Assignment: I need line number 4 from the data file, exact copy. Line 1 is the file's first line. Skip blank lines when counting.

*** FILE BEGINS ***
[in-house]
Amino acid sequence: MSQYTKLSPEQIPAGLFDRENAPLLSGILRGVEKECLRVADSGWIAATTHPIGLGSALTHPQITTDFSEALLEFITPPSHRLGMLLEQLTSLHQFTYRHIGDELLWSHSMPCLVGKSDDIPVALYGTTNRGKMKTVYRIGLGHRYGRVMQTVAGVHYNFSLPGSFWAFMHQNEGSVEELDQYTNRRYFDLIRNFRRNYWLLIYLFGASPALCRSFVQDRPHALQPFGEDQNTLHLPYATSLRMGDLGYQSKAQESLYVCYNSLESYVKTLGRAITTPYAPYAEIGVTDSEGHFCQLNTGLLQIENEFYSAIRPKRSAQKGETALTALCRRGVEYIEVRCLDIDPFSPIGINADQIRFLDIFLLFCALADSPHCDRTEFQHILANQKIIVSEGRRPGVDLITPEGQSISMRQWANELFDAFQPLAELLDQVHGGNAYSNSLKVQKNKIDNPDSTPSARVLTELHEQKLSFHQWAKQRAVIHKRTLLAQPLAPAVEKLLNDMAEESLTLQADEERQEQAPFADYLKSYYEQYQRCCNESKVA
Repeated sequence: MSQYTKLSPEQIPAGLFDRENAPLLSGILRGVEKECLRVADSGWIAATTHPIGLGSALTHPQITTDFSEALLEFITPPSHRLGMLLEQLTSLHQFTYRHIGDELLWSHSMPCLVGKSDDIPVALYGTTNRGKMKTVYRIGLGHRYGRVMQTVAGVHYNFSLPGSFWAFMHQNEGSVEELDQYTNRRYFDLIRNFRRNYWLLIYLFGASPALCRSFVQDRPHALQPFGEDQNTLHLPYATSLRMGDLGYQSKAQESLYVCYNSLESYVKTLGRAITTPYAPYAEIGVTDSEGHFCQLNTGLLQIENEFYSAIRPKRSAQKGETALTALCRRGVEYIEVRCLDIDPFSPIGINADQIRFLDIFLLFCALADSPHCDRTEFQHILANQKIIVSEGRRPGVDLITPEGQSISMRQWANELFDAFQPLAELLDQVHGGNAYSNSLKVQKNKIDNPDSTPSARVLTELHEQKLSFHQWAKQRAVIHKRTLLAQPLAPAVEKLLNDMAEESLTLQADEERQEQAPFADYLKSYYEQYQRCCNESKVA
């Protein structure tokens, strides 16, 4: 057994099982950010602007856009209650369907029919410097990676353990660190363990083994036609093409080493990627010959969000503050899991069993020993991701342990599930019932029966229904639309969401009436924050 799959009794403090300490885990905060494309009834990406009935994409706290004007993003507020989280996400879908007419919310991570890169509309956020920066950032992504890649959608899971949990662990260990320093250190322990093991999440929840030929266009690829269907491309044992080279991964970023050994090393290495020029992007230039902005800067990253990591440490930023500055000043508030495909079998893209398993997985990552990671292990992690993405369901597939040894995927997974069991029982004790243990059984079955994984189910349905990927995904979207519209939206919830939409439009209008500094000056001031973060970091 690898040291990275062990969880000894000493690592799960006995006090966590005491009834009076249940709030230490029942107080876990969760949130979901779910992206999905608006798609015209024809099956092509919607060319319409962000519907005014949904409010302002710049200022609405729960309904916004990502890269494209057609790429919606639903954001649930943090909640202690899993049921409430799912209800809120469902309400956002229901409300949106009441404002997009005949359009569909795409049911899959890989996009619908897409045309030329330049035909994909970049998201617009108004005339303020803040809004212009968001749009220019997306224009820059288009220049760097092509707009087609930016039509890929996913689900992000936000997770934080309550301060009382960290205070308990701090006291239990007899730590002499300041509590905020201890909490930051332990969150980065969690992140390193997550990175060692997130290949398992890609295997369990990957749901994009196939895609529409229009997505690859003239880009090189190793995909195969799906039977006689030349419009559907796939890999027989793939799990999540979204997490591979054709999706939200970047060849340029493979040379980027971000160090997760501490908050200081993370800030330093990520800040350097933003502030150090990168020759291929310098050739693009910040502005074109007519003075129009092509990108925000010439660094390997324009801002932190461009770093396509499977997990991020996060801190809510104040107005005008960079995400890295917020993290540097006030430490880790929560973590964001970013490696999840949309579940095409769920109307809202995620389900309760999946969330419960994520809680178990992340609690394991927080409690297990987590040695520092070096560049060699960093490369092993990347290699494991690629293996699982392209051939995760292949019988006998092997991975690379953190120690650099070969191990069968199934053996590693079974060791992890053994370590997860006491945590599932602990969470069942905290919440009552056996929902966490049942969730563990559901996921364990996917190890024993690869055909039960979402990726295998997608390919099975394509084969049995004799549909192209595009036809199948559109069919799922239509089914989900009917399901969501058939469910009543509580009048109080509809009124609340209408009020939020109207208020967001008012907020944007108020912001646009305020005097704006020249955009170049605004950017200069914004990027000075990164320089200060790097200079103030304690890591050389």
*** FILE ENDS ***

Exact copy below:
């Protein structure tokens, strides 16, 4: 057994099982950010602007856009209650369907029919410097990676353990660190363990083994036609093409080493990627010959969000503050899991069993020993991701342990599930019932029966229904639309969401009436924050 799959009794403090300490885990905060494309009834990406009935994409706290004007993003507020989280996400879908007419919310991570890169509309956020920066950032992504890649959608899971949990662990260990320093250190322990093991999440929840030929266009690829269907491309044992080279991964970023050994090393290495020029992007230039902005800067990253990591440490930023500055000043508030495909079998893209398993997985990552990671292990992690993405369901597939040894995927997974069991029982004790243990059984079955994984189910349905990927995904979207519209939206919830939409439009209008500094000056001031973060970091 690898040291990275062990969880000894000493690592799960006995006090966590005491009834009076249940709030230490029942107080876990969760949130979901779910992206999905608006798609015209024809099956092509919607060319319409962000519907005014949904409010302002710049200022609405729960309904916004990502890269494209057609790429919606639903954001649930943090909640202690899993049921409430799912209800809120469902309400956002229901409300949106009441404002997009005949359009569909795409049911899959890989996009619908897409045309030329330049035909994909970049998201617009108004005339303020803040809004212009968001749009220019997306224009820059288009220049760097092509707009087609930016039509890929996913689900992000936000997770934080309550301060009382960290205070308990701090006291239990007899730590002499300041509590905020201890909490930051332990969150980065969690992140390193997550990175060692997130290949398992890609295997369990990957749901994009196939895609529409229009997505690859003239880009090189190793995909195969799906039977006689030349419009559907796939890999027989793939799990999540979204997490591979054709999706939200970047060849340029493979040379980027971000160090997760501490908050200081993370800030330093990520800040350097933003502030150090990168020759291929310098050739693009910040502005074109007519003075129009092509990108925000010439660094390997324009801002932190461009770093396509499977997990991020996060801190809510104040107005005008960079995400890295917020993290540097006030430490880790929560973590964001970013490696999840949309579940095409769920109307809202995620389900309760999946969330419960994520809680178990992340609690394991927080409690297990987590040695520092070096560049060699960093490369092993990347290699494991690629293996699982392209051939995760292949019988006998092997991975690379953190120690650099070969191990069968199934053996590693079974060791992890053994370590997860006491945590599932602990969470069942905290919440009552056996929902966490049942969730563990559901996921364990996917190890024993690869055909039960979402990726295998997608390919099975394509084969049995004799549909192209595009036809199948559109069919799922239509089914989900009917399901969501058939469910009543509580009048109080509809009124609340209408009020939020109207208020967001008012907020944007108020912001646009305020005097704006020249955009170049605004950017200069914004990027000075990164320089200060790097200079103030304690890591050389």